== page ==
If these terrorist groups still dare to threaten everyone, after all the “deadly” attacks against them launched by the Russians and the Americans, it is because they can see the failure of the states which claimed to be fighting against them to achieve fair and lasting solutions in the region. And in a Syria which is currently aflame, they have been left considerable room for manoeuvre, to catch their breath and to resume their ongoing war. Indeed, these violent organisations exist in a state of war and feed off it.
No regard for the inhabitants of Idlib
The struggle between states for control, to establish spheres of influence is the main reason for the ongoing war in the region today. Smaller states and their peoples are undermined by bigger states abandoning their international obligations, ignoring UN resolutions and turning international legitimacy into empty rhetoric. Likewise, they rob of all meaning the concepts of international law, human solidarity and hope for a future free of tyranny, slavery and war.
This analysis is particularly important today, in light of the expected campaign in the province of Idlib, where the Russians, and their proxy, Bashar al-Assad, are looking for any excuse to attack and take control, without regard for the disastrous consequences for the inhabitants of Idlib, or for the neighbouring countries threatened with the arrival of millions of new refugees. Or maybe this is what prompts them.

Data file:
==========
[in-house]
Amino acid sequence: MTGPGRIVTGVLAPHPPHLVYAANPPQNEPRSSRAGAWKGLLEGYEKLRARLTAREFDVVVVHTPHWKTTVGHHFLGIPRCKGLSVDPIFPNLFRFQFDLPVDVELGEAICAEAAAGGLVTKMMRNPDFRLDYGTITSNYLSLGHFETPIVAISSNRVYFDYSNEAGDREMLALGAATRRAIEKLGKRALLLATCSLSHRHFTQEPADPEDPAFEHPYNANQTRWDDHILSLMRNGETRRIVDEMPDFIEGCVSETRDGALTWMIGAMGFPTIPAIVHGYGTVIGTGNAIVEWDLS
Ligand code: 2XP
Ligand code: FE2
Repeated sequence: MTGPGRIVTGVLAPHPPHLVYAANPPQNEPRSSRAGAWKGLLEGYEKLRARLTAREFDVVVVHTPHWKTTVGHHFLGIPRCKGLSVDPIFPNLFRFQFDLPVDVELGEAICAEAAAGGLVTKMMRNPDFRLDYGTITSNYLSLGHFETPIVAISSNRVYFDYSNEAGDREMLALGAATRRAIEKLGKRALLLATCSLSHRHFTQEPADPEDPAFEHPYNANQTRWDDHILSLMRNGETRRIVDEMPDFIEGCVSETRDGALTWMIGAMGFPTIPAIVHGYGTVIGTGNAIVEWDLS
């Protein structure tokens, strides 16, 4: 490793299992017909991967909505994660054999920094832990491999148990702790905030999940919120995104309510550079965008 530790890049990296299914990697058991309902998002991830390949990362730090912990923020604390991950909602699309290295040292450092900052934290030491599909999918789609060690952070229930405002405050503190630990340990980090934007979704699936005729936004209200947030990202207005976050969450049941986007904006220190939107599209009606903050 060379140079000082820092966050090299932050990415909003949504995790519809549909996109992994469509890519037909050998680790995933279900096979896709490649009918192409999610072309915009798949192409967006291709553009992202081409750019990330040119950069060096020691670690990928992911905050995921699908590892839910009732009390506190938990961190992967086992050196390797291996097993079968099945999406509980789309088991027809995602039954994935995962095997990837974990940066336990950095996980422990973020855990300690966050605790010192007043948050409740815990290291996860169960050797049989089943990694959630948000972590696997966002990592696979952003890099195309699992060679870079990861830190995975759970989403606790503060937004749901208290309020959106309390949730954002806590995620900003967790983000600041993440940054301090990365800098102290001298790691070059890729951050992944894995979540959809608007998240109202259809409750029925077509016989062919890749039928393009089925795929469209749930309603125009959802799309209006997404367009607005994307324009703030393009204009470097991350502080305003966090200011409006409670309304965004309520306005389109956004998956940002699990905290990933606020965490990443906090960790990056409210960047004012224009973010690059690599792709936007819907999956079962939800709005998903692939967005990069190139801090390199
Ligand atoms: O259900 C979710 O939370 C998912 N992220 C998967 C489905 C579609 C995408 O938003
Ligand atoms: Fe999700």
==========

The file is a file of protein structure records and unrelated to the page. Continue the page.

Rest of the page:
Meanwhile the extremist groups are gnashing their teeth, believing that Idlib will present the opportunity to inflict a political and psychological defeat, if not also a military one, and thus to redress the balance and to restore strategic credibility. To achieve this “victory”, they will use civilians as human shields, either threatening to kill them or making them flee their government adversary.
Former chairman of the Syrian opposition Transitional National Council, Burhan Ghalioun: “the breeding grounds of extremism and terrorism will not be shrunk by ignoring real problems, denying legitimate demands, manipulating a few opportunistic elites, or by persisting on resolving the struggle for power and resources by military force”
Terror begets terror
To counter terror and outdo the extremist groups by killing even more civilians is no solution, as we have seen in recent years. Entire cities and governorates were sacrificed in order to force “Daʹesh” and its ilk to move on. Sometimes they were transported in official Russian and non-Russian buses, some of them even air-conditioned, from one governorate to another. In Suweida only this month, they were used to put pressure on the civilian population, by targeting hundreds of civilian casualties.
The war on terror cannot be won by trying to outdo terrorists in the slaughter of civilians. On the contrary, this is what nourishes the terrorist tree and strengthens their ranks. It creates the environment, the source of hatred and the lust for revenge, which they need to justify their heinous deeds.
Terror cannot be fought by using it to address unrelated agendas, such as to put down popular uprisings or the normal protests of the marginalised, those without hope or those fearful of the future. Terror cannot be fought by terrorist means, by turning the state into a gang and its security and military institutions into counter-terrorist militias. To do so undermines the state and deprives it of its legal and moral status, possibly irreversibly; it also leads to the dispossession of millions.